Literacy prizes

In the run up to International Literacy Day, the two annual literacy prizes were announced (on 31 August; the awards are given on 8 September):

The King Sejong Literacy Prize was awarded to:

  • the Center for Knowledge Assistance and Community Development’s programme “Books for rural areas of Viet Nam’
  • the Research Institute for Languages and Cultures of Asia of the Mahidol University in Thailand for its programme ‘Patani Malay-Thai Bi/Multilingual Education Project.’

The UNESCO Confucius Prize for Literacy was awarded to:

  • the South African Department of Basic Education’s ‘Kha Ri Gude Mass Literacy Campaign’
  • the Jan Shikshan Sansthan organization in Kerala, India for its programme, Vocational and Skill Development for Sustainable Development
  • the Directorate of Literacy and National Languages in Senegal for its ‘National Education Programme for Illiterate Youth and Adults through ICTs.

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International Mother Language Day, 2016

IMLD 2016 posterThe 17th annual International Mother Language Day (IMLD), observed today (21 February 2016), has as its theme “Quality education, language(s) of instruction and learning outcomes.” Each IMLD has had a theme, and this year’s links mother languages to Sustainable Development Goal 4 of the recently adopted 2030 Agenda, which “focuses on quality education and lifelong learning for all,” and to the implementing plan for Goal 4, the Education 2030 Framework for Action.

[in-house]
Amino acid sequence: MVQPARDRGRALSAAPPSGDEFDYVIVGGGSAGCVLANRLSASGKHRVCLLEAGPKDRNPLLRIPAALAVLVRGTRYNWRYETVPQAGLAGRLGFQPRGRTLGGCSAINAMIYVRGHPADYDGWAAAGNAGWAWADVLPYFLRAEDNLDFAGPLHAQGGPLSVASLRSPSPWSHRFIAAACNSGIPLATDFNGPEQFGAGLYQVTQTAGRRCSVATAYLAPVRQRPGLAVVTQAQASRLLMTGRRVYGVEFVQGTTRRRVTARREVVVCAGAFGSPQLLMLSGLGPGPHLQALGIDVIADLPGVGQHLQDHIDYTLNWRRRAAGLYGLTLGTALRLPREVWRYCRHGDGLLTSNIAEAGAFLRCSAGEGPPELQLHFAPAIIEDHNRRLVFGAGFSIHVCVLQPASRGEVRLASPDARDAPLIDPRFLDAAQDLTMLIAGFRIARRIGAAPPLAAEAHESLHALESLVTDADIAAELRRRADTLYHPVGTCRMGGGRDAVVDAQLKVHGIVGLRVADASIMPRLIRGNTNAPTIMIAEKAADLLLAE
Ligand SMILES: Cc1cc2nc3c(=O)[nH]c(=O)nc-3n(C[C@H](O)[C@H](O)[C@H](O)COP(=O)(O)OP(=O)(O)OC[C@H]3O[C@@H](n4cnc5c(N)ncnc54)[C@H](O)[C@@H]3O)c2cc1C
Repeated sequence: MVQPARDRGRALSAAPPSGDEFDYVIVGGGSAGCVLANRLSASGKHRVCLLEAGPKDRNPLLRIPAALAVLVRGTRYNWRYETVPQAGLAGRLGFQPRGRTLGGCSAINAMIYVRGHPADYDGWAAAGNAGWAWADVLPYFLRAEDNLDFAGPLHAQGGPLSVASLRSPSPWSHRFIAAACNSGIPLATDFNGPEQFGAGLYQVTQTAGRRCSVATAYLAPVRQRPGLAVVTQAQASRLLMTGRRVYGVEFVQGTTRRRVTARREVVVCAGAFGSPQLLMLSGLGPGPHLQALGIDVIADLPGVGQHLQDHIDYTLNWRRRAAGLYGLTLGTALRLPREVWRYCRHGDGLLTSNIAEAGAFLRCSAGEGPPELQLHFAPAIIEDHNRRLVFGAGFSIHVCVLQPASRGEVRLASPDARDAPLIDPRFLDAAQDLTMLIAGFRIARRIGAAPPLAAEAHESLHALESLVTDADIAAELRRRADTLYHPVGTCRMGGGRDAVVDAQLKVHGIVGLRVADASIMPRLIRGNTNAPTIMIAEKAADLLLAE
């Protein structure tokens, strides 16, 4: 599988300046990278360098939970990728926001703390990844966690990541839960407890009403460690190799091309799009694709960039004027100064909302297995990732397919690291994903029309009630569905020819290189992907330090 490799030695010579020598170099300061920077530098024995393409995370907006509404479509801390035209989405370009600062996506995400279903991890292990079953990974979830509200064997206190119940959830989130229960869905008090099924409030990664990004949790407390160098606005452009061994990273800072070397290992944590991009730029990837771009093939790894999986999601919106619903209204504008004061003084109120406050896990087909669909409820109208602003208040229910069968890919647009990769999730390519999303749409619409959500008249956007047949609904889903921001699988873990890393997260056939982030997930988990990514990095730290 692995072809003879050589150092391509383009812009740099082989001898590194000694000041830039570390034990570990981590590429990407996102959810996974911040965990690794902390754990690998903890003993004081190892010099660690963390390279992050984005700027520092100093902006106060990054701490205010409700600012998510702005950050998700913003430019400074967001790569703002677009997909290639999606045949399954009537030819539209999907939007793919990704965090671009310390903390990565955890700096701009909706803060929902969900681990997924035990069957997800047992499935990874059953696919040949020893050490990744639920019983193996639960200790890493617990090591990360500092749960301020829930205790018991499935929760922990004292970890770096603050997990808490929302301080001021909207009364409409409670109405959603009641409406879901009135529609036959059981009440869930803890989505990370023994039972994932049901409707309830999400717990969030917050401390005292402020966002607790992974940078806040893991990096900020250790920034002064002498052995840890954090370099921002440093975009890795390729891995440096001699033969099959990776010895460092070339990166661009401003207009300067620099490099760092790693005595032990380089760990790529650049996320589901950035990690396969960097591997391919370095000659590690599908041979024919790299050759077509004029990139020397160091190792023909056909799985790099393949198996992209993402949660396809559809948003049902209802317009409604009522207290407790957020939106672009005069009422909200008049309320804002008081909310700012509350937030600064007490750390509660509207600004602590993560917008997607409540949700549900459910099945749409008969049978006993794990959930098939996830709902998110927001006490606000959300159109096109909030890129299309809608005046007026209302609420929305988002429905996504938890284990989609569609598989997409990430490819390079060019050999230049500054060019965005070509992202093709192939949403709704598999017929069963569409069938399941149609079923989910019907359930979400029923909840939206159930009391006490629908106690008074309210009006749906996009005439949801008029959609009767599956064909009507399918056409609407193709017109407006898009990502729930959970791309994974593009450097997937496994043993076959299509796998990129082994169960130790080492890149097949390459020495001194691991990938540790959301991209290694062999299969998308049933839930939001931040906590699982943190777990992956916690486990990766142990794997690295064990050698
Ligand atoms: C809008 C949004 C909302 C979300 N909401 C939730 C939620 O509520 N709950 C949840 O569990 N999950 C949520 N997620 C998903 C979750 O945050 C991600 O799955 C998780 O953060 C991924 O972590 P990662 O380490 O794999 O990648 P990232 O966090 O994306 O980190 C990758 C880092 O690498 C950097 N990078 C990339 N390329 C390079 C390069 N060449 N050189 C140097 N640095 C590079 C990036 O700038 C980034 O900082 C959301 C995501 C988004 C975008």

According to  Ms. Irina Bokova, the Director-General of UNESCO, in her message on the occasion of IMLD, the Education 2030 FFA encourages “full respect for the use of mother language in teaching and learning, and the promotion and preservation of linguistic diversity.”

IMLD has been observed every year following its proclamation by UNESCO in 1999 (i.e., starting in 2000). IMLD events are organized locally, with UNESCO hosting the main annual event(s) in Paris. There is no definitive list of observances, which probably would not be possible anyway, as some are very small and not widely publicized. Nevertheless, one can get an idea of the range of activities from the internet, via searches or in social media (Facebook has several groups, pages, and event listings – see for example this one).

Although IMLD is international, a fair number of events around the world that are organized by Bangladeshi groups reflect the origins of the observance: In 1952, several students were killed in a protest over language of instruction in what was then East Pakistan, an event that has been marked as Language Movement Day in that country after it became independent as Bangladesh

TweetMotherLanguage.org logoOn the internet there is an IMLD “Tweet in your #MotherLanguage” campaign again this year (first begun in 2014?). It’s not clear what those of us whose mother language is the dominant one on Twitter should do that’s different on IMLD, but there’s always the option to (re)tweet something in another language.Facebooktwitterredditpinterestlinkedintumblrmail